Conservative Leader Erin O’Toole had a tough mission ahead of him: put the "progressive" back into a party that’s struggled to connect with mainstream voters east of Manitoba.
O’Toole, who took over as party leader last year, knew he had no chance of success in this election, or in any future ones, without a more moderate platform and centrist tone. Far right, social conservative parties don’t do well in Canada. The party needed a rebrand. For the most part, O’Toole did a pretty good job of it.
It wasn’t enough to win government, but that wasn’t O’Toole’s doing. Opposition parties don’t really win elections. When governments fall, it’s almost always because voter anger and frustration reach a boiling point and incumbents are shown the door. Whatever party happens to be next in line assumes power, as long as they're at least mildly appealing to voters.
That didn’t happen in this election; the time-for-a-change dynamic wasn’t there. The backlash against the Liberals for calling an election during a pandemic was enough to prevent them from winning a majority, but not enough to boot them out of office. As predicted, the only thing the Liberals managed to do by going to the polls during a national public health emergency was lose 36 days of fighting a pandemic and waste $610 million of taxpayers’ money on the cost of the election. Their gamble didn't pay off.
As predicted, the only thing the Liberals managed to do by going to the polls during a national public health emergency was lose 36 days of fighting a pandemic and waste $610 million of taxpayers’ money on the cost of the election.
O’Toole’s job was to present Canadians with a viable alternative. He did so far more effectively than his predecessor Andrew Scheer in 2019. Scheer ran a clumsy, disjointed campaign that reeked of social conservatism. Even if Canadians were prepared to chase the scandal-plagued Liberals from office in that election (and they may have been), Scheer, who had muddled positions on abortion and same sex-marriage, was not even mildly appealing to Canadians. The only reason his party’s seat count rose was because of Liberal Leader Justin Trudeau’s troubles with SNC-Lavalin and his blackface revelations.
O’Toole, on the other hand, presented a reasonably cohesive campaign, largely devoid of social conservatism. He managed to shut out, or at least temporarily silence, the extremist views from within his party. He was clear in his commitment to the Canada Health Act (he even promised to outspend Trudeau on Canada health transfers). Whatever "private" health care he said he supports already exists in many provinces, including in Quebec, and has been allowed to operate under successive Liberal governments.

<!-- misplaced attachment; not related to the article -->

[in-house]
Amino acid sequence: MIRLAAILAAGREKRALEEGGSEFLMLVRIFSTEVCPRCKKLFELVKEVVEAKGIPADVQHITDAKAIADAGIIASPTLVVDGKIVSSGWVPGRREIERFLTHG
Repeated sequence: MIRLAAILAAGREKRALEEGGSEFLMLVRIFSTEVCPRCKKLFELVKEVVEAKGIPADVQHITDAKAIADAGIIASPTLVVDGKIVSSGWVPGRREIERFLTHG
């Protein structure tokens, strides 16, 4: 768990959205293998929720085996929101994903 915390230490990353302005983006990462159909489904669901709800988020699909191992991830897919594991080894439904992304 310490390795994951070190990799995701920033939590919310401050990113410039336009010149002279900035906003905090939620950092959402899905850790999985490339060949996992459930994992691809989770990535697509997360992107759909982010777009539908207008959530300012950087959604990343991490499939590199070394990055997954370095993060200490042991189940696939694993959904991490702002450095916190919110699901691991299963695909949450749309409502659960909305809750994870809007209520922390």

O’Toole has made no bones about where he stands on a woman’s right to choose and has for months pledged his full support for LGBTTQ+ rights. He even backtracked on an earlier party pledge to reverse a Liberal ban on assault weapons, saying the ban would remain in place under a Conservative government.
O’Toole’s job was to present Canadians with a viable alternative. He did so far more effectively than his predecessor Andrew Scheer in 2019.
There were holes in O’Toole’s narrative that the Conservatives underwent a political transformation. He did not have a viable alternative to the Liberal party's popular $10-a-day child care program, nor did he adequately address climate change. His dog-whistle attempt to stem the tide of Tory defectors to the People’s Party of Canada, by refusing to demand his MPs be fully vaccinated against COVID-19, did not endear him to progressive voters.
Still, O’Toole did reposition his party towards the middle of the political spectrum. He transformed it into a more appealing option for most Canadian voters.
There was a small price to pay for that, but it was a calculated risk. The People’s Party of Canada picked up the far-right, anti-vaccine, conspiracy theory vote. Most of that probably came at the expense of the Tories. But those votes represent a small minority of Canadians. The vast majority of voters support public health orders and COVID-19 vaccines. Conservatives have no choice but to target the much larger, mainstream vote if they want to form government.
The Conservative rebrand didn’t change much for the Tories at the ballot box in this election. But it does put the party on a more promising path for the future.
Tom has been covering Manitoba politics since the early 1990s and joined the Winnipeg Free Press news team in 2019.